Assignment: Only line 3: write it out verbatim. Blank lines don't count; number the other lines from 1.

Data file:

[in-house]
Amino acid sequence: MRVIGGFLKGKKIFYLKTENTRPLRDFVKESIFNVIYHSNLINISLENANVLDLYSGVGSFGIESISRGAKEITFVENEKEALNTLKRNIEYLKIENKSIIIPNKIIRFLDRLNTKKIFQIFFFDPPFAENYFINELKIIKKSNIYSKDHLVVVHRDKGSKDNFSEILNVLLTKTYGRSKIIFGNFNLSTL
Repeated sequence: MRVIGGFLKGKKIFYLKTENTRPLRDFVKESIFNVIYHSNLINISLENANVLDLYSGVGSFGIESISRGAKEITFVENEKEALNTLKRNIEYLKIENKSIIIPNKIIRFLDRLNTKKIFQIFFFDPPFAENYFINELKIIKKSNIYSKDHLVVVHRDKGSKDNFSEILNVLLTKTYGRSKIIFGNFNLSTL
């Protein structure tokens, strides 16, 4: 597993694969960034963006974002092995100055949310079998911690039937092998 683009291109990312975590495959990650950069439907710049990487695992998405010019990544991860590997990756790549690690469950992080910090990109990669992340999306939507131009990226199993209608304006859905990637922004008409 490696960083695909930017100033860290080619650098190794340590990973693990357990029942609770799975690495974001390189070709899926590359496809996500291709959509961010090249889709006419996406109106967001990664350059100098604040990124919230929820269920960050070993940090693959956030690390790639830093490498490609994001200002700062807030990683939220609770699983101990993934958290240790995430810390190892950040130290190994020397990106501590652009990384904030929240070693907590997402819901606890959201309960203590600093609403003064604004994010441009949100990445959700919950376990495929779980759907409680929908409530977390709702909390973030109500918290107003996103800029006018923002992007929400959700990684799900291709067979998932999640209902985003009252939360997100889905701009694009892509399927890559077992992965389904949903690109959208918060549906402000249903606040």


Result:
Repeated sequence: MRVIGGFLKGKKIFYLKTENTRPLRDFVKESIFNVIYHSNLINISLENANVLDLYSGVGSFGIESISRGAKEITFVENEKEALNTLKRNIEYLKIENKSIIIPNKIIRFLDRLNTKKIFQIFFFDPPFAENYFINELKIIKKSNIYSKDHLVVVHRDKGSKDNFSEILNVLLTKTYGRSKIIFGNFNLSTL